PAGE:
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IN DEFENSE OF HYPOCRISY

12:00 AM, Sep 23, 1996 • By RAMESH PONNURU
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CONSERVATIVES HAVE BEEN HAVING a lot of fun with the Dick Morris affair. And far be it from me to be a spoilsport. It's hard to top a story with toe- sucking! prostitutes! and a love -- or is it lust? -- child! (Although Roger Stone has managed to top it with a story that makes Morris's sex life look positively wholesome. These consultant types are so competitive.) And Republicans have been able to score a few political points about the company the Clintons have kept and their manifest lack of embarrassment about it.


But conservatives ought to be careful in exploiting the Morris scandal, lest they reinforce an idea that is typically used to their detriment: the notion that hypocrisy -- in this case, Morris's deft positioning of President Clinton as a family-values candidate while conducting an affair with the founder of A Woman's Personal Touch cleaning service -- discredits the ideas associated with a hypocritical purveyor.


Accusations of hypocrisy have become a leitmotif of political coverage. Opponents of the Defense of Marriage Act pointed with glee to the thrice- married Bob Barr's leading role in pushing it. Divorces like Rush Limbaugh, Bob Dole, and Ronald Reagan have been judged hypocrites for defending "family values." Bob Packwood's sexual harassment was widely held -- by his ex-wife, among others -- to be a betrayal of his feminist record. (He was arguably being a perfectly consistent sexual liberal, but that's a topic for another day.) Politicians who admit to having inhaled are taken to lack the moral standing to take a tough line on illegal drugs.


These examples suggest why the hypocrisy standard typically works to undermine conservatives -- or, as in Morris's case, non-conservatives who are pushing the political debate to the right. It is, in effect, a political weapon deployed solely against those who seek to raise public standards of morality. When Hugh Hefner moved out of the Playboy mansion the better to bring up his two young sons, nobody accused him of not living down to his principles. And Morris could have avoided the charge of hypocrisy had he frankly advocated indulgent social policies. Even in policy areas not explicitly involving morals, the hypocrisy standard can be a device for filtering non-liberal policy ideas out of public discussion. For instance, people who haven't served in the military are criticized if they favor strong defense and foreign policies -- but anyone can advocate dovishness.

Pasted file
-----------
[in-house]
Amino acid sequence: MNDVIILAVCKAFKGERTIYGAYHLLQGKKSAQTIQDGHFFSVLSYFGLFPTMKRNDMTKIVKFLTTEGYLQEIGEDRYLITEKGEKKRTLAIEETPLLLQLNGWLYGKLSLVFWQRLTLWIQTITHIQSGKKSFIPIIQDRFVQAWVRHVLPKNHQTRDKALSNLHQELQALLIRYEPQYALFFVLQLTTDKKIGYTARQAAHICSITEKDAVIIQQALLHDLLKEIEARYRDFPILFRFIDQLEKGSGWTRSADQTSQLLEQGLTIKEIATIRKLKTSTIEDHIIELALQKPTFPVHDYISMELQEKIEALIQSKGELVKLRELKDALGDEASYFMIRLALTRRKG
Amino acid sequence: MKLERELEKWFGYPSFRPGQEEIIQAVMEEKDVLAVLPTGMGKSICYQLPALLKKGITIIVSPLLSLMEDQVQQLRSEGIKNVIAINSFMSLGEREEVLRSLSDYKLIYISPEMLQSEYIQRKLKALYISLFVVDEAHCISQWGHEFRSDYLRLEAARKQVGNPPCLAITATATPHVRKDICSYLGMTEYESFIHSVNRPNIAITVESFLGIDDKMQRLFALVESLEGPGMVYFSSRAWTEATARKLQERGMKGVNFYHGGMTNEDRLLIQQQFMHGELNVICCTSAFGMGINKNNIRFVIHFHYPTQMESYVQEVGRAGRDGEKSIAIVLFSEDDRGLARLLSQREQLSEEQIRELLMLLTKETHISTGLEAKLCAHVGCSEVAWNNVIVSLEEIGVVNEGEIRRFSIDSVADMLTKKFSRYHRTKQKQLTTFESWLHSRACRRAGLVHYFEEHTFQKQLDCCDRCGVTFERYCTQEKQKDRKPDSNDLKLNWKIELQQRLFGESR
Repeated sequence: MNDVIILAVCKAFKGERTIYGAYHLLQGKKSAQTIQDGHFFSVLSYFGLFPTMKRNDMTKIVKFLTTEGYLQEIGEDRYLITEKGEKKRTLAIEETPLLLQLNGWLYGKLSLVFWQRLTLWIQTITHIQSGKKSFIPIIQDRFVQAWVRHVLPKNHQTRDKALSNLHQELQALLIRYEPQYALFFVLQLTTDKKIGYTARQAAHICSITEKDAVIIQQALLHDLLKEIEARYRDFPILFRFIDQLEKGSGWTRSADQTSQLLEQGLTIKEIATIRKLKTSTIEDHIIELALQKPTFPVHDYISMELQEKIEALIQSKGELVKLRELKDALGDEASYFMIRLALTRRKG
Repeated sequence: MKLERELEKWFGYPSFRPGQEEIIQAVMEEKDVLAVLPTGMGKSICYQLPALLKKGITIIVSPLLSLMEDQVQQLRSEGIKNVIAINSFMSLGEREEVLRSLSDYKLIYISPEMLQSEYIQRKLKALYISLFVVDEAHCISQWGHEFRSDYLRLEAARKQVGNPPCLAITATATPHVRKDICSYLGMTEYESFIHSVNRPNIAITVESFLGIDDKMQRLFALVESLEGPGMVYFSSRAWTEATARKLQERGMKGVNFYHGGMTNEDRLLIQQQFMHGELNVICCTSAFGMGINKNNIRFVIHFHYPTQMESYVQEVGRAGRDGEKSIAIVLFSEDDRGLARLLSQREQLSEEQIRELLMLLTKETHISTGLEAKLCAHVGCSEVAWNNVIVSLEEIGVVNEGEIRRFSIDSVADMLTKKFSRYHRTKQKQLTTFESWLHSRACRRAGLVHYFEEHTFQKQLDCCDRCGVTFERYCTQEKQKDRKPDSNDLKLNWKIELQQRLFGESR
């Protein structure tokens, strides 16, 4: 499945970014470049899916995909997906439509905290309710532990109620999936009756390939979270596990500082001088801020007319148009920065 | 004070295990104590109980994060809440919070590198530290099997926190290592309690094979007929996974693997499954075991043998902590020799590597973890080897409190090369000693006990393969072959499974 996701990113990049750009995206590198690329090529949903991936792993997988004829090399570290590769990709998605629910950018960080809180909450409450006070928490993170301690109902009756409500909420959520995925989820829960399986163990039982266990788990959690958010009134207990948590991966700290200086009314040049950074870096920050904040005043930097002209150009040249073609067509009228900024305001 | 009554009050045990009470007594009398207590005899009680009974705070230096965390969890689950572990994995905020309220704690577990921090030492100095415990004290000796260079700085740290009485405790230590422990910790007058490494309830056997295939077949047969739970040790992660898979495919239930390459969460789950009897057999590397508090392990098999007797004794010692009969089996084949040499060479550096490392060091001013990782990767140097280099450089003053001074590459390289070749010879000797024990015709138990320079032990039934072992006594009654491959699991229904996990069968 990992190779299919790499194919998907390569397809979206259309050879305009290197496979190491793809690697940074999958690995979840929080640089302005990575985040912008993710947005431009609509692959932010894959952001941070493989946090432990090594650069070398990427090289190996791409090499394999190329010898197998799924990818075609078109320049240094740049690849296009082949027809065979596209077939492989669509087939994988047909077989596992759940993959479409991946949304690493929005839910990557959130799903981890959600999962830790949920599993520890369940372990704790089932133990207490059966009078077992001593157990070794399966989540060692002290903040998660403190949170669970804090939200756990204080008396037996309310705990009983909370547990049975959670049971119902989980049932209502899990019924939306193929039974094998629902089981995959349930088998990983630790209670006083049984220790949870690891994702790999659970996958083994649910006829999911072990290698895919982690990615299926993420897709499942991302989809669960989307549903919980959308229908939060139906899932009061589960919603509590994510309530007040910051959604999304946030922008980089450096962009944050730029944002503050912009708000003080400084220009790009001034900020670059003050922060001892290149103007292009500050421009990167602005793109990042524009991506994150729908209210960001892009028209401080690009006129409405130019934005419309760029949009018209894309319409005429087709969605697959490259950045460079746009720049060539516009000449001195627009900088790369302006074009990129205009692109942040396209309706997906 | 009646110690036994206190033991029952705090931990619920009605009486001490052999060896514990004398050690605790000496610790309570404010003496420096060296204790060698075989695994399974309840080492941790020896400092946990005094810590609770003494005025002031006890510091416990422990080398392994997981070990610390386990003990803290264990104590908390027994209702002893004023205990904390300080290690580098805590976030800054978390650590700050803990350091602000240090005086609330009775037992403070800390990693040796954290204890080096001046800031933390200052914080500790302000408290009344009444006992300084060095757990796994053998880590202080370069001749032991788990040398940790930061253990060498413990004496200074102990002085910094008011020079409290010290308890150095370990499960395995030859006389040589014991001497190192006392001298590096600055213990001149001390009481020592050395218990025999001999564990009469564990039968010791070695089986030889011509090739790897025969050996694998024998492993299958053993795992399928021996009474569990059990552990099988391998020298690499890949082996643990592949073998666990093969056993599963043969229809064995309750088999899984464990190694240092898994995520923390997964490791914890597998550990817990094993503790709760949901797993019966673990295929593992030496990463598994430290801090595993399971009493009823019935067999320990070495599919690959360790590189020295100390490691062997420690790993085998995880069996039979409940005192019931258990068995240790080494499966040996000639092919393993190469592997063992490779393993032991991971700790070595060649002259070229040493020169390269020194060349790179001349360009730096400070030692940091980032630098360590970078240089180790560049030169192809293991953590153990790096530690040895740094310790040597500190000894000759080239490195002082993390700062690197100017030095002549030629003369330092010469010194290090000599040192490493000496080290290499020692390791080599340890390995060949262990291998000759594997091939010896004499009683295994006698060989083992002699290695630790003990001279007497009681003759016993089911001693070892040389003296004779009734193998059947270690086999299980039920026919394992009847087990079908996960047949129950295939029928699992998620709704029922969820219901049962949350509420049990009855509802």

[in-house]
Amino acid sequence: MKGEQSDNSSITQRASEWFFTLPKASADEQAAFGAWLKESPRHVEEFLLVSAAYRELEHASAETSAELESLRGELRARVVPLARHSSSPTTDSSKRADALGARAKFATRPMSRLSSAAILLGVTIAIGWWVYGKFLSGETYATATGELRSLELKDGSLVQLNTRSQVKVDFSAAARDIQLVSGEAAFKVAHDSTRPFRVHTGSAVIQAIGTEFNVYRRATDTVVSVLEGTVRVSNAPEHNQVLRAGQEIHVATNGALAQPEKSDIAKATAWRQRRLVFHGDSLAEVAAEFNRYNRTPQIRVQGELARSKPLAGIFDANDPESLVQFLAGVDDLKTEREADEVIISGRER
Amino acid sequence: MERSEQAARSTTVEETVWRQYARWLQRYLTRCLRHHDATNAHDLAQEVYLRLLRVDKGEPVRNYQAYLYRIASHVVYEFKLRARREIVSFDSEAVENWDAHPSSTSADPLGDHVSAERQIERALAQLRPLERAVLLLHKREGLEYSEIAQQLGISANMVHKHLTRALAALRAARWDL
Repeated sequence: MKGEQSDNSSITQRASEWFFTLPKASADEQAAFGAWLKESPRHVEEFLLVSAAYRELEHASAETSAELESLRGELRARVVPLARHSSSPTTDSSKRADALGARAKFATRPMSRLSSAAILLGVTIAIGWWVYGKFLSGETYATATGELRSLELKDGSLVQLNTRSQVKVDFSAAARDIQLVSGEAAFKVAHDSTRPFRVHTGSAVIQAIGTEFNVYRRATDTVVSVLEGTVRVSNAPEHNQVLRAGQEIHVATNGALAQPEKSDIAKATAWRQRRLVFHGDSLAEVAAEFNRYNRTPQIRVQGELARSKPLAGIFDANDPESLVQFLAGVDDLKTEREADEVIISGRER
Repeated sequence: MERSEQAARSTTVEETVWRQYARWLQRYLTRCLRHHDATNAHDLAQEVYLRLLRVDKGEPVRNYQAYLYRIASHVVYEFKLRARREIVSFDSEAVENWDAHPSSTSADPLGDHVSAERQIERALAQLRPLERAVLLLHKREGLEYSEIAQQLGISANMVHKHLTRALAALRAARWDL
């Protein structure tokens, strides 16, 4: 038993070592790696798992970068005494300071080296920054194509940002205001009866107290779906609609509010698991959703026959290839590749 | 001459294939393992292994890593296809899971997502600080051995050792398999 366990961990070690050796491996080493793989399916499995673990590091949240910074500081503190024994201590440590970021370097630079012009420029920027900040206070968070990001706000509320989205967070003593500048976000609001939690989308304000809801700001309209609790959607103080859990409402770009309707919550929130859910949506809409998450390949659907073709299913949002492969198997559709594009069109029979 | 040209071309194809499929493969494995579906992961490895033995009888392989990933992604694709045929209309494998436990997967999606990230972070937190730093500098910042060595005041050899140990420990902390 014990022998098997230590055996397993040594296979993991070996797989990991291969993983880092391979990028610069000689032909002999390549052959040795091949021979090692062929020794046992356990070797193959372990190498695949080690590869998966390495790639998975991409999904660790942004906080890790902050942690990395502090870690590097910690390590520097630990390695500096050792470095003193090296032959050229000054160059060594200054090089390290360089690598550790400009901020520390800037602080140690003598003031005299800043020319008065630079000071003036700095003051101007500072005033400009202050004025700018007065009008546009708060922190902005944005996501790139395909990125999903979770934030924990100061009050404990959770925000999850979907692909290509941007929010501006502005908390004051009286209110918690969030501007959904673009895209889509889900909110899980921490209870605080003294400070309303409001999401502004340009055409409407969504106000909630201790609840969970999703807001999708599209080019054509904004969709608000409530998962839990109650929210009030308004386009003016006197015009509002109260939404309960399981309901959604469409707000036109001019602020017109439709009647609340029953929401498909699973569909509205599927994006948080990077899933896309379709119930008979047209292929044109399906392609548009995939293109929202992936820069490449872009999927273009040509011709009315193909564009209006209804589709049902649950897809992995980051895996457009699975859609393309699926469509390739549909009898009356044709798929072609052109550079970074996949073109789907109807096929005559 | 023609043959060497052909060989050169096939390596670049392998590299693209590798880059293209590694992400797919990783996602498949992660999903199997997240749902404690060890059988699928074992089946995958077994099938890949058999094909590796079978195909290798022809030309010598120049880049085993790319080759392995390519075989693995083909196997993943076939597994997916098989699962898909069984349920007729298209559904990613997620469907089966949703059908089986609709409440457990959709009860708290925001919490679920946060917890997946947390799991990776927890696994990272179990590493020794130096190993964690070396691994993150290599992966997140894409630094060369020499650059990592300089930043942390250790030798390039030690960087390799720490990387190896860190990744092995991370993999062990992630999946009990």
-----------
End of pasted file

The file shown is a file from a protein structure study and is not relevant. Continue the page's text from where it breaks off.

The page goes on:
Now, if only saints could defend virtue, virtue would never have a chance. If conservatives acquiesce in liberals' definition of hypocrisy as the only private sin that deserves public censure, they will have politically neutered themselves.


Besides, hypocrisy serves an important social function. If a public standard of moral conduct is to have any force at all, inevitably some people who believe in that standard will sometimes fail to meet it. For a society to be both decent and tolerable requires a healthy amount of hypocrisy -- as it requires judgmental gossip, which is also less than ideal but better than the alternative of moral indifference. If a society doesn't want to see many of its members fall short of its moral standards, it can only have minimal or nonexistent standards. Which is, of course, the direction in which modern liberalism pushes America.


It is surely worse to profess what one does not really believe than it is not to live up to an ideal in which one does believe. Yet journalistic references to hypocrisy tend to lump the two together. This practice is, I think, born not just of cynicism but of the failure of the liberal imagination. And here we come to the heart of the matter. Social and cultural liberals, including most reporters, have a hard time picturing what a conservative moral order would look like. When Dan Quayle was asked what he would do if he had a daughter who had an abortion, some reporters seemed genuinely to find it "inconsistent" for him not to have declared his willingness to kick her out of his house into the snow. People who don't believe in sin apparently don't believe in forgiveness either. Nor, ultimately, can they believe in human weakness, which is why they regard discrepancies between conviction and conduct as harshly as they do. Conservatives ought to have a better understanding of human nature.


No discussion of hypocrisy would be complete without a reference to La Rochefoucauld's great line that it's the tribute that vice pays to virtue. If there's going to be vice -- as of course there is -- then better that it pay tribute to virtue than not. Such tribute is the closest some of us get to the real thing.




Ramesh Ponnuru is National Review's national reporter.